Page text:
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Top Operational Risks 2023

New year brings a set of challenges, some new and others very familiar, influenced by a complex web of macroeconomic and geopolitical factors.

This year’s view of the risk landscape, with input from Best Practice Operational risk forum comprised of practitioners from over 50 national and international organisations, is presented below.

1. Change risk: emanating from the need for organisations to orient in the world challenged by macroeconomic and geopolitical factors, recession and rising interest rates; pushing to revisit the resilience of the business models and thus impacting people, their workload and priorities; as well as systems and processes. Those rising to the challenge will need to apply situational awareness, show adaptability, innovation and a clear sense of direction. 

2. Supply chain/third-party risk: failures in the supply chain impacting service delivery; and concentration risk, especially as it relates to cloud service providers. Core supply chain ecosystems are becoming more complex, with lack of firms’ visibility over 4th and 5th parties.

3. Cyber: widespread cybercrime and cyber insecurity is quoted by the WEF Global Risk Report as a key risk for near- and longer-term horizon (2 and 10 years). It continues to top the charts in terms of impact and likelihood, and is now firmly seen as a business risk, rather than solely an IT problem.

4. Financial Crime control weaknesses: inability to evidence robust control environment, more so than acts of fraud and money laundering. Based on the analysis of 2022 ORX top Operational risk losses, there are significantly more fines received by firms due to inadequate control environment rather than as a result of being implicated in criminal activities as such. Organisations are required to continuously invest in processes and controls in this area.

5. Technology failures: system downtime, inadequate use of new technologies or poor change and integration could result in potential customer and market detriment. ORX Top Risk review ranks technology failures amongst the top 5 Operational risk challenges.

6. People risk: skills set, succession & well-being. As per Forbes report, ‘there’s not enough succession planning or workforce replacement’. In tightening talent market, attracting new skills in short supply, for example caused by the adoption of digital technologies, as well as retaining top talent will remain problematic. Additionally, mental health issues which increased during the pandemic will continue to manifest, with workplaces potentially not prepared to provide phycological support. As stated in the World Health Organisation’s mental health report, ‘business as usual for mental health simply will not do’. More needs to be done to ensure employee well-being.

7. Data mis-management: data breaches, acts of non-compliance with GDPR as well as inadequate data management frameworks will pose challenges, given the amount of data continues to raise. This is a broad inherent risk not only in financial services, which is expected to firmly remain in the leading place.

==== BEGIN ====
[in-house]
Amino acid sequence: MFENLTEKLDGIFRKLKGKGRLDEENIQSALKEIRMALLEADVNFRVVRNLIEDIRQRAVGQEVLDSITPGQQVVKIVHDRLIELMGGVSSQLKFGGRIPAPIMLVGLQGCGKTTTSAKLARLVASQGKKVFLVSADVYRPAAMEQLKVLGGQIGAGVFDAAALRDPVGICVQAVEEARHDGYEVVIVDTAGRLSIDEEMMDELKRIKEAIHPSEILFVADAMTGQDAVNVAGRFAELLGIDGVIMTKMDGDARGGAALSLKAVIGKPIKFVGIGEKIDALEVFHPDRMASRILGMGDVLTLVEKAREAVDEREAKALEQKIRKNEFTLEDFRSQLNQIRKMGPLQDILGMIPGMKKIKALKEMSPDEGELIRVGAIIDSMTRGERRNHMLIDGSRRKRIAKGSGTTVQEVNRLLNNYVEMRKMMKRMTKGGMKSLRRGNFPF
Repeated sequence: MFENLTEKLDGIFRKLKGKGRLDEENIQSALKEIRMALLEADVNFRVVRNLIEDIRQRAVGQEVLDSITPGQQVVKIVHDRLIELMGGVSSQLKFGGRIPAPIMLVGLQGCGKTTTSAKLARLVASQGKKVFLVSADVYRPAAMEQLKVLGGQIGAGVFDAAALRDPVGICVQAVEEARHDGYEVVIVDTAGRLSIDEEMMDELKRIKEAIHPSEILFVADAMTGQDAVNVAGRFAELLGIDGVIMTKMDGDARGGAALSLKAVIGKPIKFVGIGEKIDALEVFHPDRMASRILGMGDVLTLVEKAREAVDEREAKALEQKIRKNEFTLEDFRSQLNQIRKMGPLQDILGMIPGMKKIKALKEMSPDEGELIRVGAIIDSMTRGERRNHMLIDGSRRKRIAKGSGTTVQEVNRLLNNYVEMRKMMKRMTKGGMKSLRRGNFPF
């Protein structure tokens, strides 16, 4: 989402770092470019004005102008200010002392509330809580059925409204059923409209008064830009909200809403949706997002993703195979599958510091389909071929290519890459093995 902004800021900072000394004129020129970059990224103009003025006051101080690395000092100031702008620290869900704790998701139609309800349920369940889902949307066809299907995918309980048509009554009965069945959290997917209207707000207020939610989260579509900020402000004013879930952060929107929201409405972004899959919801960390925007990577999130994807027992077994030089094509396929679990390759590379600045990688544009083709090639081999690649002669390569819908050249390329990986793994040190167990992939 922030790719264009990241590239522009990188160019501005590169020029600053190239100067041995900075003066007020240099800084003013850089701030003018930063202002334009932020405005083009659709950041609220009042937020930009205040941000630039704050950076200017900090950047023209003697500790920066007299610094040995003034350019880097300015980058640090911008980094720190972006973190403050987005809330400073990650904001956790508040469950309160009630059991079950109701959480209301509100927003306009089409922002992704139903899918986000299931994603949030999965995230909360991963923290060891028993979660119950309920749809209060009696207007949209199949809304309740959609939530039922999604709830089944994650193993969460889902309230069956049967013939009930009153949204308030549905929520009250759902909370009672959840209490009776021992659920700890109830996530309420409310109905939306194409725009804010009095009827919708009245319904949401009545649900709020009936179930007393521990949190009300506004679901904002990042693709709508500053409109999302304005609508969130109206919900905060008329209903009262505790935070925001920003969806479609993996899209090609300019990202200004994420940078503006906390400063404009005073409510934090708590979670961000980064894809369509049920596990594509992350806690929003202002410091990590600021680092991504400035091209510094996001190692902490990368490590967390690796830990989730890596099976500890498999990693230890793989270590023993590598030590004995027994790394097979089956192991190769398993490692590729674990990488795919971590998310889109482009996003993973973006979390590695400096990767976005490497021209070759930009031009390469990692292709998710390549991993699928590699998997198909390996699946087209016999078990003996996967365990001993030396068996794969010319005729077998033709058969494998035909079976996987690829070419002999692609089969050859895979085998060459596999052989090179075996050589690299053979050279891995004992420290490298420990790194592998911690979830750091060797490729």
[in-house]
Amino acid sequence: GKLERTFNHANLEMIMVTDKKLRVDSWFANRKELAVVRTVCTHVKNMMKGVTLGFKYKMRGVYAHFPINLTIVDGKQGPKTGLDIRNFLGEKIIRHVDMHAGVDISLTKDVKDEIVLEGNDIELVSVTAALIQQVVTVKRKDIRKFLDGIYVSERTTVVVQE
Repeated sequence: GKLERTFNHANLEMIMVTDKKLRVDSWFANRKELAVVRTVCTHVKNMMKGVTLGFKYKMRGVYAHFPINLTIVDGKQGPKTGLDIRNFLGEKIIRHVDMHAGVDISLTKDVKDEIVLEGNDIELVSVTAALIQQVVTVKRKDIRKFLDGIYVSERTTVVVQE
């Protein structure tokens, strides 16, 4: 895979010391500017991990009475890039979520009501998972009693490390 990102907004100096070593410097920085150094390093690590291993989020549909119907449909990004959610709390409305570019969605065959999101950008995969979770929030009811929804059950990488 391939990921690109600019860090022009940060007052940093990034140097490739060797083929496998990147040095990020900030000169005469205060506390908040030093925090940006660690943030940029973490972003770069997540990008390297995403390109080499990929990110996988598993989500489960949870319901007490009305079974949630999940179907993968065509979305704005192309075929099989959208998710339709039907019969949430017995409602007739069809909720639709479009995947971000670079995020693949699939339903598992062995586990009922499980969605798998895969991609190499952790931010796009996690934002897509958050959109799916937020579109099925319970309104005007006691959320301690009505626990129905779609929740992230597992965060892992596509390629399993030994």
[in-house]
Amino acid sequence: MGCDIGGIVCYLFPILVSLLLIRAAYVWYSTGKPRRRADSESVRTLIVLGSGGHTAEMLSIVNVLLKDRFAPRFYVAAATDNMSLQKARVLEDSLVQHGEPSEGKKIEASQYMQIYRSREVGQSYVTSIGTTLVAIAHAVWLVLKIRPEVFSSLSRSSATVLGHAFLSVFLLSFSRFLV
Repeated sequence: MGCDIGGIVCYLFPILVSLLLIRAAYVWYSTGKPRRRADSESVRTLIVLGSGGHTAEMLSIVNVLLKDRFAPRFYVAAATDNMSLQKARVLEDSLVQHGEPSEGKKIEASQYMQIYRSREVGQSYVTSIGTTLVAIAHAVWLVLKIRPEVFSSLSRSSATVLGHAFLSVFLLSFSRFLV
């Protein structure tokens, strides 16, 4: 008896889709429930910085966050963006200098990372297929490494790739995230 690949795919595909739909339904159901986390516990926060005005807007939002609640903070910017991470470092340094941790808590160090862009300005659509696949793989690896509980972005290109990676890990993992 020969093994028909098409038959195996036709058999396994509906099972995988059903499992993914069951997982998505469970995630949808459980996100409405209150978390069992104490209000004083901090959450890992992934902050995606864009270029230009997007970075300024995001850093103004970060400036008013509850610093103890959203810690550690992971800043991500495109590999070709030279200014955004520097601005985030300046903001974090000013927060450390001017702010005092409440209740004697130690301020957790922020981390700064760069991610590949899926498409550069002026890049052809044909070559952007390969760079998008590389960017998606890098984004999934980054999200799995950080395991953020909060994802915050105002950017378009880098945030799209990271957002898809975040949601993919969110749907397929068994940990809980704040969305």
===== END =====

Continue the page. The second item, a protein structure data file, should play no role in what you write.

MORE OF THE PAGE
8. Regulatory risk: fines and penalties due to inability to timely identify and implement regulatory requirements. Not new, and remains high on the agenda. 

9. Risk culture: employee disengagement and decline in organisational risk culture leading to acts of misconduct. Since the beginning of the pandemic, enforced and prolonged working from home led to partial loss of informal interactions, which in turn, somewhat eroded corporate cohesiveness. The full impact of hybrid/WFH environment has not yet been fully studied and understood. This raises the questions on the future workplace and mode of working, and the impact on employee loyalty. Culture-related issues occupy 2 out of 10 places in Protiviti’s executive perspectives on top risks, with particular concerns over sustaining the culture and ensuring open and honest escalation of issues.

10. Climate action failure: insufficient progress, inability to embed the requirements beyond the regulatory minimum. While the need is well understood and everyone agrees more needs to be done, as KPMG CEO Outlook6 demonstrated, economic pressures could see ESG side-lined. The position of the risk reflects many chief executives’ focus on immediate pressures of uncertain economic conditions and change risk (1), with ‘50 percent pausing or reconsidering their existing or planned ESG efforts’, based on KPMG survey.

As for Emerging Operational Risks considered by the Best Practice Forum, the majority of risks are related to people, technological developments or further intense change agendas impacting on business models.  The reason, and the inspiration for Operational risk professionals to remain at the heart of the change agendas and continue embedding robust risk management practices with new found energy and enthusiasm. 

‘Energy and persistence conquer all things.’

Per Benjamin Franklin